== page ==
Acknowledging the customer issue, demonstrating ownership and accountability, taking responsibility and offering reassurance are the behaviours that drive high CX scores and, so far, these are not being measured by the analytics tool. To improve the coding above, I would strongly recommend that measurement and addition of phrases like:

• I totally understand your frustration
• I acknowledge your concern
• I will ensure…
• I will make sure…
• I will own this (for you)
• What I’m going to do is…
• What I will do is…
• Don’t worry
• I’m on this
• I’ll sort this
• What is going to happen is…
• Somebody is going to call you (within 10 minutes)

Speech category 2. “I’m confident in what I say”

Being confident in what you say appears to be a ‘no-brainer’ for delivering great customer service. However, this isn’t what the tool measures at all. You see, it’s very hard to measure ‘confidence’ per se, so the tool uses an inverse measure and lists a whole bunch of words that you must not use, otherwise you will be penalised and your shiny dashboard will show up red.

Speech analytics 4

Geek-out section two

To be clear, if you use these phrases, you will be penalised… “Nothing I can do” / “Nothing we can do.”

These are cries of a disengaged, call-centre customer service generation. How many times have you heard, “Sorry, but there’s nothing we can do.”?

It’s infuriating, right? It’s something we term, ‘Agent Intransigence’. And from our work with big-corporates, this is highly correlated with low C-Sat scores from the customer. In fact, we did some deep-dive conversation intelligence work with one financial services firm, and the presence of agent intransigence is the single biggest predictor of escalated complaint calls. And this particular firm suffered from 30,000 FCA listed complaints per year.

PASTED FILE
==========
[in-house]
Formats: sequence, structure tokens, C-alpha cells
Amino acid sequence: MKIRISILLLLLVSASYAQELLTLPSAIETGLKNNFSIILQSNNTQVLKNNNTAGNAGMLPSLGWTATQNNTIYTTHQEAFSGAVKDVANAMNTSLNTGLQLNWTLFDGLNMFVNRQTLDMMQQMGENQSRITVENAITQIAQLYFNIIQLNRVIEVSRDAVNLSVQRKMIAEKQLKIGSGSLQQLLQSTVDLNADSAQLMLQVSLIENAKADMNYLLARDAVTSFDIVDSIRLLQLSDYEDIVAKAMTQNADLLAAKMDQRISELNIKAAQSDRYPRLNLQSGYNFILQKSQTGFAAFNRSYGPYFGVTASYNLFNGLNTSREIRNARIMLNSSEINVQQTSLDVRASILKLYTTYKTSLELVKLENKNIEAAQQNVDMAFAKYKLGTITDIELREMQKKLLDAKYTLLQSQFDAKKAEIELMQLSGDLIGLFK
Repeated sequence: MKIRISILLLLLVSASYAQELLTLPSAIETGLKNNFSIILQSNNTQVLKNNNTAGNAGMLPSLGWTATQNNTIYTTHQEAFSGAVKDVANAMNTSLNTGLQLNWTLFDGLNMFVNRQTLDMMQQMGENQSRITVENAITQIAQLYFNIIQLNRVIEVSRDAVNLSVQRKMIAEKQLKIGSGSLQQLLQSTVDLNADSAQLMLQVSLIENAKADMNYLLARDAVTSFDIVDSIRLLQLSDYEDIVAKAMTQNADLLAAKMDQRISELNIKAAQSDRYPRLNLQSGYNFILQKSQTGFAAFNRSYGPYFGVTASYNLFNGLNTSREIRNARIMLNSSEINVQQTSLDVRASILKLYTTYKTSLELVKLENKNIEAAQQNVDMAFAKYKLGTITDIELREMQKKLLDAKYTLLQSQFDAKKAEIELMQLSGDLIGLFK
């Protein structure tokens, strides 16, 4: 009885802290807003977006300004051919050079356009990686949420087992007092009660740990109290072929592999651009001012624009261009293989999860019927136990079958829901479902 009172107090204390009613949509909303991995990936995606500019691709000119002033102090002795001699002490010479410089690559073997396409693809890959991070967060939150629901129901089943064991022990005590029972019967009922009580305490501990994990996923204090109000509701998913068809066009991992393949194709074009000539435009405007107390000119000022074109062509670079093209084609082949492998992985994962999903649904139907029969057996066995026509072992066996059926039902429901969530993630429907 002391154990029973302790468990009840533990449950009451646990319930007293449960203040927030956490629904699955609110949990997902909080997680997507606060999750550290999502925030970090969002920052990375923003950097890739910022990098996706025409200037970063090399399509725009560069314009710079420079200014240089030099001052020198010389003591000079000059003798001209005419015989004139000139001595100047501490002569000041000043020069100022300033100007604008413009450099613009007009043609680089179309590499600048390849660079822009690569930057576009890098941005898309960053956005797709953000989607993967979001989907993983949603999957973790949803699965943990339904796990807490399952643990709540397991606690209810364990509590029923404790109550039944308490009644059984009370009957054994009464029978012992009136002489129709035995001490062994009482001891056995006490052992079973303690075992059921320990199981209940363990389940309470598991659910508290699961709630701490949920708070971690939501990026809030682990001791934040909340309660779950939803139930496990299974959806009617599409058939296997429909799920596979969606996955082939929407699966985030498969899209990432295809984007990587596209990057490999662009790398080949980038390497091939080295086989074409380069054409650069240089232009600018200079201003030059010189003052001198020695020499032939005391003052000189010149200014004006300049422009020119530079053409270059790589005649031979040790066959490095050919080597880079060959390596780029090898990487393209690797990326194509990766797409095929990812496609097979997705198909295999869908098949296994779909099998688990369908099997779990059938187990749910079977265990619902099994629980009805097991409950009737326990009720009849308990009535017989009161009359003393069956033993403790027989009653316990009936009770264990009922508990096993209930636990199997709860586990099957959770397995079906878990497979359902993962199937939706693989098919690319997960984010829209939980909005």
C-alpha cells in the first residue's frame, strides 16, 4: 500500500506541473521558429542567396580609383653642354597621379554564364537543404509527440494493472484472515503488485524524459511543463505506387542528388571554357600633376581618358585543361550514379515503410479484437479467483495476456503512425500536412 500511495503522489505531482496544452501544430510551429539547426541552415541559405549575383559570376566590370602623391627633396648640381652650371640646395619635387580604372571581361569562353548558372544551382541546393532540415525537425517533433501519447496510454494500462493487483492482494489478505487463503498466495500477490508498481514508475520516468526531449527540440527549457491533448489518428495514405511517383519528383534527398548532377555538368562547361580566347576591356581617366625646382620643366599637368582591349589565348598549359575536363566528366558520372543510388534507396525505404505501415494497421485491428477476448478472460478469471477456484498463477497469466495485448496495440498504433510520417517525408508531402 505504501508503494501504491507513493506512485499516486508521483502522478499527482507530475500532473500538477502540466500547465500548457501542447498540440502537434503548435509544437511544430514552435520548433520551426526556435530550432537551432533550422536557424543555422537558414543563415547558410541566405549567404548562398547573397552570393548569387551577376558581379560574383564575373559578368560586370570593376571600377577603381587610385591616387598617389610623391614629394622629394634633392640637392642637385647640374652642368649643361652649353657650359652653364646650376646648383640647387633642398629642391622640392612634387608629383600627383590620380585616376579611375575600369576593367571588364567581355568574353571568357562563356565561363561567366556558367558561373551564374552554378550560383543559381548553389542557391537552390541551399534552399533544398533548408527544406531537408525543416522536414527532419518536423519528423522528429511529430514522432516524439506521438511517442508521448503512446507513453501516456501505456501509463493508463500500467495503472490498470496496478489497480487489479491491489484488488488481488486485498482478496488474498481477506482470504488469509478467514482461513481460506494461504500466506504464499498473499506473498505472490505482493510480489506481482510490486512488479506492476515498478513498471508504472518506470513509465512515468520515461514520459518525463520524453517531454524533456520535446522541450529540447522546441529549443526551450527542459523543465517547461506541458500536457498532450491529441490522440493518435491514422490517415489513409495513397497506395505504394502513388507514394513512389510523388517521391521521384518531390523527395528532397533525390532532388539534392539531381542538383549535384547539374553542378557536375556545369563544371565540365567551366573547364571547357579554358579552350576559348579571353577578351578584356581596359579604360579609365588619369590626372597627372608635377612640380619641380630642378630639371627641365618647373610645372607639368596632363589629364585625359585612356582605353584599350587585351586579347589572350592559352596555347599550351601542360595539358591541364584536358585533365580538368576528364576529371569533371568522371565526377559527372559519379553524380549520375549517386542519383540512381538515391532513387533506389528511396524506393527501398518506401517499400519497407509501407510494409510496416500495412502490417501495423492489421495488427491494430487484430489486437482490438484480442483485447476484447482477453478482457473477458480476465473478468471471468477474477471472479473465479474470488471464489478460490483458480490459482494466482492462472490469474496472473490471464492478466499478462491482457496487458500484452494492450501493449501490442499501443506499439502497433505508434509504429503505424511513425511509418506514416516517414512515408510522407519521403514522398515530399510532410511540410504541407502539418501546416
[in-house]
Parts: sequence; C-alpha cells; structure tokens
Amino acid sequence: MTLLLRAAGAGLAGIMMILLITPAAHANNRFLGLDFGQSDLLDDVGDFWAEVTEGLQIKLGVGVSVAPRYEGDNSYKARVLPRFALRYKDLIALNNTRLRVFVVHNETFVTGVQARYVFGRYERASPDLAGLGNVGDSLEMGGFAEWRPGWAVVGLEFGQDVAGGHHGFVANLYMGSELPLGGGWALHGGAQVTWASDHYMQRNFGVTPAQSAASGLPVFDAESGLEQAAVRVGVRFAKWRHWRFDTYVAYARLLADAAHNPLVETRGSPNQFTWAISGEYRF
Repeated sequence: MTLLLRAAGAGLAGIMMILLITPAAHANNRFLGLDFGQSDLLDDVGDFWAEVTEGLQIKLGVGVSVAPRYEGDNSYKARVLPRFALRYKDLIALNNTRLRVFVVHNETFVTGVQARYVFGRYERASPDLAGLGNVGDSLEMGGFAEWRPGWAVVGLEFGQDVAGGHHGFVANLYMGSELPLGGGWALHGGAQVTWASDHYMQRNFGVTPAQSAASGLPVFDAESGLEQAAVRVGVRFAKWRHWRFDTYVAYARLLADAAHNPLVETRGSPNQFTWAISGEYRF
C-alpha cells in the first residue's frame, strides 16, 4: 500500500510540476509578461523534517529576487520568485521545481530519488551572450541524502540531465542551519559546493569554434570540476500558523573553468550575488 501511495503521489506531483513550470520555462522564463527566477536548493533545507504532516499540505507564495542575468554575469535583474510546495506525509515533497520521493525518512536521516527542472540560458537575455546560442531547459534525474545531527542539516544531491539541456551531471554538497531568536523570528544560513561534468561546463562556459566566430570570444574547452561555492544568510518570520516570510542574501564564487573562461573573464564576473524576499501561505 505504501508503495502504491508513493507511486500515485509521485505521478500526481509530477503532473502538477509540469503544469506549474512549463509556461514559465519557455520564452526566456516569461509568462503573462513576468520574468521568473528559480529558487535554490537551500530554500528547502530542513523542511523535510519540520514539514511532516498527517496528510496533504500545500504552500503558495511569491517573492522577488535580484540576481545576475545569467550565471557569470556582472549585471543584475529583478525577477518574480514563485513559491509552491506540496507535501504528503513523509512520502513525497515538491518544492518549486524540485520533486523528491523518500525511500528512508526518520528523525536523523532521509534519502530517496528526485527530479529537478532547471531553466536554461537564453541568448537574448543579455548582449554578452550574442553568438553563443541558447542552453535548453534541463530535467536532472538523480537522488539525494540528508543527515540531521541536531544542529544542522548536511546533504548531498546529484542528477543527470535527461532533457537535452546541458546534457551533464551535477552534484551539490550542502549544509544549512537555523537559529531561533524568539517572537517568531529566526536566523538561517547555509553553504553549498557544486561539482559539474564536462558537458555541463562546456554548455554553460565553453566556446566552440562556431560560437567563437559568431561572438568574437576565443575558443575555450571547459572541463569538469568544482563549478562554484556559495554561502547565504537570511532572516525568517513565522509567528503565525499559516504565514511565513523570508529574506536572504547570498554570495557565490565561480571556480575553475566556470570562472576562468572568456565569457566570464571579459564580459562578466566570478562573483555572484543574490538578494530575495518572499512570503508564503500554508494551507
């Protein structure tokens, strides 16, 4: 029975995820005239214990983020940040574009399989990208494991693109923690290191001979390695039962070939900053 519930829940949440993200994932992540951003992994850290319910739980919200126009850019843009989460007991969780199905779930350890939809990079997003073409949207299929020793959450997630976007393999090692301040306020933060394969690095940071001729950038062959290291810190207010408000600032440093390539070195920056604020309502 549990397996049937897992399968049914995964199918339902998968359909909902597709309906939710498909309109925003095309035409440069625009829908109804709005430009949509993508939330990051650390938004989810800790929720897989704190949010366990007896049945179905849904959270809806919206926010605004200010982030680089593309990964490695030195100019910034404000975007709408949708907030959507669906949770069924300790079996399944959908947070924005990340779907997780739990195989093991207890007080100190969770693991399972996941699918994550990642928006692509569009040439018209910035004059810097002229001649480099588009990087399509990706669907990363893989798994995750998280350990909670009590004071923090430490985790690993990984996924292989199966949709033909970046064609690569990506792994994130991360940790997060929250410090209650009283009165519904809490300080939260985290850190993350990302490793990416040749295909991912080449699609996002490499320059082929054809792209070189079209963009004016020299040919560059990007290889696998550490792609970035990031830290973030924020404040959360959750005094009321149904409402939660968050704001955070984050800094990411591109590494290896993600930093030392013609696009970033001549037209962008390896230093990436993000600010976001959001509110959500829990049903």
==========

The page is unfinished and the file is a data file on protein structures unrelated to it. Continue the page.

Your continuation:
However, other words being assessed to measure a lack of ‘agent confidence’ are merely, colloquial- or idiosyncratic-verbal tics. Something learnt by the environment you grew up in. “To be fair” and, “To be clear” are found frequently in conversations from Glasgow and Liverpool contact centres“To be honest”, is found all over the UK, but disproportionally high in the North-East, especially Sunderland and Darlington.

Now, remember what I mentioned earlier, about this being an inverse measure. So, if you use these words; words that you grew up using, you will be penalised. Given I hail from the North East of England, I’d like to be fair, clear and honest and state it’s a terrible measure, to give agents a negative score if these words are present. If these are currently built into your speech analytics installation, you are doing your employees a terrible disservice. And worse still, there’s some inherent provincial-xenophobia built in that penalises Glaswegians and Liverpudlians agents over other UK areas.

Amusingly, not used at this retailer, but more sophisticated systems can measure tone, pitch and emotion of the agent conversation; and inadvertently penalise any agent from Belfast as “ALWAYS SHOUTING”!!!